Thursday, August 19, 2010

Lee trade signals winds of change at Wrigley

Well, if you know anything about this blogger, it's his passion for the Cubs.

As much as I try to hide it (not that much), Wednesday was a sad day for the Chicago Cubs (not really).

There was a small pit in my stomach when news broke that Derek Lee had been traded to the Atlanta Braves for three mediocre low-level pitchers. This wasn't about the minor-leaguers.

It was about starting over for the Cubs. This is the twing in the gut part.

Not too long ago, the Cubs were annual threats to win the NL Central. A powerhouse, if there is such a thing in that division.

The core of Alfonso Soriano, Aramis Ramirez, Derek Lee and Carlos Zambrano were going to help them break that 100-year World Series. Or so we believed.

Then, they got old. Together, Soriano (34), Ramirez (32) and Lee (34) brought to the plate a century worth of years to the plate. And who knows what happened to Big Z. Probably too much e-mailing his brother.

But this is what happens when you hand out long-term contracts like full-size Snickers at Halloween. Eventually someone gets the circus peanuts. And that's the Cubs right now.

Nobody knows what they're doing. Lou's retiring. They're trying to play the young guys, although Tyler Colvin has now sat out three straight games.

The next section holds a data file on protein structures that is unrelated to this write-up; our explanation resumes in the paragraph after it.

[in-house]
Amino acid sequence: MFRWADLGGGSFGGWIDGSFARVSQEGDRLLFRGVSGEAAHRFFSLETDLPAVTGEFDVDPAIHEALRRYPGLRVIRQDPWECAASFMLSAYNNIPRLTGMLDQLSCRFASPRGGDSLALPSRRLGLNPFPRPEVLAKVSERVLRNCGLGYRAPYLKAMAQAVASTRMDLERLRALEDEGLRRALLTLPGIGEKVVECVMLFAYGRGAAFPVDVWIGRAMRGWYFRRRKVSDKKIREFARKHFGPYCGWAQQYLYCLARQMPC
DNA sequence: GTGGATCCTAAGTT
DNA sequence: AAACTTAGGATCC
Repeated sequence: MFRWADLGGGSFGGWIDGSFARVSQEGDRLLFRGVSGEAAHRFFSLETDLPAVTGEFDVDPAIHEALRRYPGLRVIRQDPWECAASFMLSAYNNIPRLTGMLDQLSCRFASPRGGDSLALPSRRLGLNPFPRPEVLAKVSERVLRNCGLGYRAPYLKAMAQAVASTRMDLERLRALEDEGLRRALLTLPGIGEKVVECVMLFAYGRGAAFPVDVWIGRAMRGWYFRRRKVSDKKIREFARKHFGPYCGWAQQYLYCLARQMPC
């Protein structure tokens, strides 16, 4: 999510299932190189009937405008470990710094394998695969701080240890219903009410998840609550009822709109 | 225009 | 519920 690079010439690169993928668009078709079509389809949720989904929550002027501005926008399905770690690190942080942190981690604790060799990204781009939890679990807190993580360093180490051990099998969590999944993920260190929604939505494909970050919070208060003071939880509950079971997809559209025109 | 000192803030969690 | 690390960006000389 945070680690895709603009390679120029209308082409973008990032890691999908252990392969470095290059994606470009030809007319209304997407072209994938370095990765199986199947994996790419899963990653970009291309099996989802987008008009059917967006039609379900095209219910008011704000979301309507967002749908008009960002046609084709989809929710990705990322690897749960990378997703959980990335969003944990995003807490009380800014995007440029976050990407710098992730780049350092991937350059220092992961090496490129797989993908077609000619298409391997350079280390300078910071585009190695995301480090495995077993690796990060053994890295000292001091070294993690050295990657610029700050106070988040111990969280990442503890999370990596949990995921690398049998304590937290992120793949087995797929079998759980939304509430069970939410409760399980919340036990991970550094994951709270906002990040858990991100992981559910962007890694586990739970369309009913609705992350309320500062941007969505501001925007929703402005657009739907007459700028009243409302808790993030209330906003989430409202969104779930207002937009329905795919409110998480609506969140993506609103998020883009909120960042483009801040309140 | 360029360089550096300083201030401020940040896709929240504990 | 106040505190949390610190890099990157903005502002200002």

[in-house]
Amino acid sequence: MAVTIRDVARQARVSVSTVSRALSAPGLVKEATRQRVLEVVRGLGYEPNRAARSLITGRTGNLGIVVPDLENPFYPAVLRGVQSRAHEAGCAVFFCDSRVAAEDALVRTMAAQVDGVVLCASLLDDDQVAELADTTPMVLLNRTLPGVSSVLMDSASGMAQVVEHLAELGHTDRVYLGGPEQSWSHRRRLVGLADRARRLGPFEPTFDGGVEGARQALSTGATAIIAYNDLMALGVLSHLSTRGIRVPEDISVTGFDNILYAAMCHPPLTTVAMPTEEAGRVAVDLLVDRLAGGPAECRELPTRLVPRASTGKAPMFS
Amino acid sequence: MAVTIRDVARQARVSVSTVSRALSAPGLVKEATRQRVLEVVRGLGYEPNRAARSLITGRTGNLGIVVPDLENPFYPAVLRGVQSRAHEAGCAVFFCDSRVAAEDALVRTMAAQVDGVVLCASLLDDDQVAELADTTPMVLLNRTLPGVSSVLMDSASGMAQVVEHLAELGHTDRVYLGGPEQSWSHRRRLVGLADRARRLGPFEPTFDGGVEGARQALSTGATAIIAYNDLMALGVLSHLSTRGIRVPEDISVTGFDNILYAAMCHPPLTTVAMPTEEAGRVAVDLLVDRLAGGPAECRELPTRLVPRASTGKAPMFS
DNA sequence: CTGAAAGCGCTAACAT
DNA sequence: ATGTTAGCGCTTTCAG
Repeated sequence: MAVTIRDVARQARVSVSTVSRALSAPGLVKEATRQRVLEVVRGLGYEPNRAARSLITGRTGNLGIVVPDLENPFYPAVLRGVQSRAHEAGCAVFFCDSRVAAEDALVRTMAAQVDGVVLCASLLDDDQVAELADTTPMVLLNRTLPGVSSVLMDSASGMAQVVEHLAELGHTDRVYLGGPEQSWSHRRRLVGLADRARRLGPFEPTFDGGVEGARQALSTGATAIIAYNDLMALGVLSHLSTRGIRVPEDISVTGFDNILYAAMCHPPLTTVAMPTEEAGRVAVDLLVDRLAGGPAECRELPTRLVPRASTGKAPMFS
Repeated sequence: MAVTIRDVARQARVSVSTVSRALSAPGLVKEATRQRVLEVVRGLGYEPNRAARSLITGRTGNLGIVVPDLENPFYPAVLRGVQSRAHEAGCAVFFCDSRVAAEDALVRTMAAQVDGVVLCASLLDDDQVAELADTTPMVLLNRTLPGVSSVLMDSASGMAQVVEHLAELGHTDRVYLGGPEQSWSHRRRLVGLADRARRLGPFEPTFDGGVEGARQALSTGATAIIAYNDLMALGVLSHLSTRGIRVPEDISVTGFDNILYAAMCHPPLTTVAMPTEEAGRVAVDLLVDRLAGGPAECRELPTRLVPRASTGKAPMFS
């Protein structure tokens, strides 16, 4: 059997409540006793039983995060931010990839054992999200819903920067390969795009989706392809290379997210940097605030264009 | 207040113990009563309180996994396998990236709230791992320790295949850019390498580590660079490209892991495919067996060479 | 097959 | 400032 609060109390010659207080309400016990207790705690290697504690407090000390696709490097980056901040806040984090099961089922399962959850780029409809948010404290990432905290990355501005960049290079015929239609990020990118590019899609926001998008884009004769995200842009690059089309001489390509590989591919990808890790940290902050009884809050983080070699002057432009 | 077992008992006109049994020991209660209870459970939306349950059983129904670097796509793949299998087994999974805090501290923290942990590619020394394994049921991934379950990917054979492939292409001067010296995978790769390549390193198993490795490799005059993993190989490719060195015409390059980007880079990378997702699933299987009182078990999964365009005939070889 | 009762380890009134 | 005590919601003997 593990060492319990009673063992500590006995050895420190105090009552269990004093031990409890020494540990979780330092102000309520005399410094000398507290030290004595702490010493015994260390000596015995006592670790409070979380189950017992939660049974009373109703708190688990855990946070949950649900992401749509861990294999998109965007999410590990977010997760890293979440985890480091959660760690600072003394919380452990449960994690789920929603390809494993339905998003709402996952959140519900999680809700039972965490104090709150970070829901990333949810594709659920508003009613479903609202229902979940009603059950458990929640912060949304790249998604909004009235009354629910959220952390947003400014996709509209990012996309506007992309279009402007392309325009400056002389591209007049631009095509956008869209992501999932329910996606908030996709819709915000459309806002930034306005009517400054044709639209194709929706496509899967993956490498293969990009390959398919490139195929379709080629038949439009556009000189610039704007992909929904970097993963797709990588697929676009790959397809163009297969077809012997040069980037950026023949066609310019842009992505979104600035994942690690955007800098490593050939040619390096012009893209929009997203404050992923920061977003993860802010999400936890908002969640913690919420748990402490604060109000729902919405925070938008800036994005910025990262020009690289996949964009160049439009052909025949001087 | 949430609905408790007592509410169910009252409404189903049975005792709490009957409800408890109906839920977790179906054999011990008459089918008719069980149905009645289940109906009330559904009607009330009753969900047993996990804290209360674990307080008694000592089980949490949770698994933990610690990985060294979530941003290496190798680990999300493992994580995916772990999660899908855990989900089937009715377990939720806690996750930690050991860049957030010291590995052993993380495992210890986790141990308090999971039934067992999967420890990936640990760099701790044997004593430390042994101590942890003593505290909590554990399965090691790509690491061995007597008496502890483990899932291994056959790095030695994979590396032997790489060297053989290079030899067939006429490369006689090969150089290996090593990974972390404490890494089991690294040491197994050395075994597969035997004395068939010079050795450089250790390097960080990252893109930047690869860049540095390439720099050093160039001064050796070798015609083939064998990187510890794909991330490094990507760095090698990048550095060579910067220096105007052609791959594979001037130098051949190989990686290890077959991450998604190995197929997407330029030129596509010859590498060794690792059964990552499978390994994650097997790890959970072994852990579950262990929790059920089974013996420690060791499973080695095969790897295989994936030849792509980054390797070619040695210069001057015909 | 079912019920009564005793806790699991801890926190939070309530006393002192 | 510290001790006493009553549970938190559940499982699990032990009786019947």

Shedding their aging, big-money contracts gives fans hope, as they make room for younger guys like Micah Hoffpauer, who seemed more than ready after the 2009 Spring Training.

Between Colvin, rookie SS Starlin Castro, Hoffpauer, Randy Wells and Carlos Marmol there is a youth movement starting to creep into Wrigley.

The sad part is a true youth movement takes years to mature and pay off.

Look for Ryne Sandberg to get the managerial gig, if Joe Girardi spurns their advances (and why wouldn't he).

But there's still a lot of dead weight in that lineup.

Derek Lee was the lightest. Sure, he was hitting .250, but he just raked 4 HR in the Cardinals' series. He's a "professional hitter," as some would say.

He will be missed. A quiet leader, Lee never really took over that position, but he was a stand-up guy and one of the fan favorites on the North Side.

So much so, that someone put together this little ditty:

Fantasy Spin: Lee's value probably gets a kick up in Atlanta. Presumably, he'll hit 3rd or 4th with the Braves, who desperately need the Gold-Glover's service. Lee has a way of hitting HR in bunches when he's healthy. A wrist injury limited him a couple years ago, but it's been the back that has kept him off the field. Still, if he's around your wire, snatch him up. Double-digit HR are not out of the question. Since when has a pennant race not help energize a slugging hitter?